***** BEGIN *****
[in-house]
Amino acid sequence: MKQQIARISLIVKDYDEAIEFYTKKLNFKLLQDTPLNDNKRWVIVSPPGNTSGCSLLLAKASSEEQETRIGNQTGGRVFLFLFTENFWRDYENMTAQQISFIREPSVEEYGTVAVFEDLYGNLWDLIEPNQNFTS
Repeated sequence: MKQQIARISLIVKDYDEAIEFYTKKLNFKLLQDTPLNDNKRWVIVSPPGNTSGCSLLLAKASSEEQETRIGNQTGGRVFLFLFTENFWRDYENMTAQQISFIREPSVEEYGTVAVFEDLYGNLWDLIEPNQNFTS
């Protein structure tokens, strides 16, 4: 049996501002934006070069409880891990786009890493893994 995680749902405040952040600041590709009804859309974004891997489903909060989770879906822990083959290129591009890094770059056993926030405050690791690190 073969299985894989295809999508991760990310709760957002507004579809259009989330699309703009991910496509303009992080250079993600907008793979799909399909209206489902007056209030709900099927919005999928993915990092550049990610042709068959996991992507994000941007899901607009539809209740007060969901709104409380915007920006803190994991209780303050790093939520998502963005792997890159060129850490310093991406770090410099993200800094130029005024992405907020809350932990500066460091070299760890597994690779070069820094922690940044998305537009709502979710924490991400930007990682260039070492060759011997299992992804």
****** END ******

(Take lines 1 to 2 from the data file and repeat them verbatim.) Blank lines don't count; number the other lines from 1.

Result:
[in-house]
Amino acid sequence: MKQQIARISLIVKDYDEAIEFYTKKLNFKLLQDTPLNDNKRWVIVSPPGNTSGCSLLLAKASSEEQETRIGNQTGGRVFLFLFTENFWRDYENMTAQQISFIREPSVEEYGTVAVFEDLYGNLWDLIEPNQNFTS